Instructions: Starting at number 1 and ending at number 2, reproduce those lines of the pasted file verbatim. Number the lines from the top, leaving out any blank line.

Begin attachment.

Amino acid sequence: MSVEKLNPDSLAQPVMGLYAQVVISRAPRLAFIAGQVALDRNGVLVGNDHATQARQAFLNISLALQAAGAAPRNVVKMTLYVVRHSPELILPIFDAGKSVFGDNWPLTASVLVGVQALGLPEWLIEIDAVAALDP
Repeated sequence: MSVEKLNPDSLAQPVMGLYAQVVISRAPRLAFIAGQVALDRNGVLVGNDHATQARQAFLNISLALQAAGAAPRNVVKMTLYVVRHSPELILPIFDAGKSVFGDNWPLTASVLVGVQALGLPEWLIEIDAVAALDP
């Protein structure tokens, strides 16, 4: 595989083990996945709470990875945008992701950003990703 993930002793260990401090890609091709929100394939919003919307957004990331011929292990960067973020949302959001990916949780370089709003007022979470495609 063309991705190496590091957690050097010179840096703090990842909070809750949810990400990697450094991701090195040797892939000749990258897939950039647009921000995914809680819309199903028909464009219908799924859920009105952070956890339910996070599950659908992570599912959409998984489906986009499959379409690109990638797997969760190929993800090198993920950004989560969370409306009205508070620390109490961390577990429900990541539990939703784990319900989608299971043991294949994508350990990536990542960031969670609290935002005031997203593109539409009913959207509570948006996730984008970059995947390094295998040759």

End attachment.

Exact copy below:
Amino acid sequence: MSVEKLNPDSLAQPVMGLYAQVVISRAPRLAFIAGQVALDRNGVLVGNDHATQARQAFLNISLALQAAGAAPRNVVKMTLYVVRHSPELILPIFDAGKSVFGDNWPLTASVLVGVQALGLPEWLIEIDAVAALDP
Repeated sequence: MSVEKLNPDSLAQPVMGLYAQVVISRAPRLAFIAGQVALDRNGVLVGNDHATQARQAFLNISLALQAAGAAPRNVVKMTLYVVRHSPELILPIFDAGKSVFGDNWPLTASVLVGVQALGLPEWLIEIDAVAALDP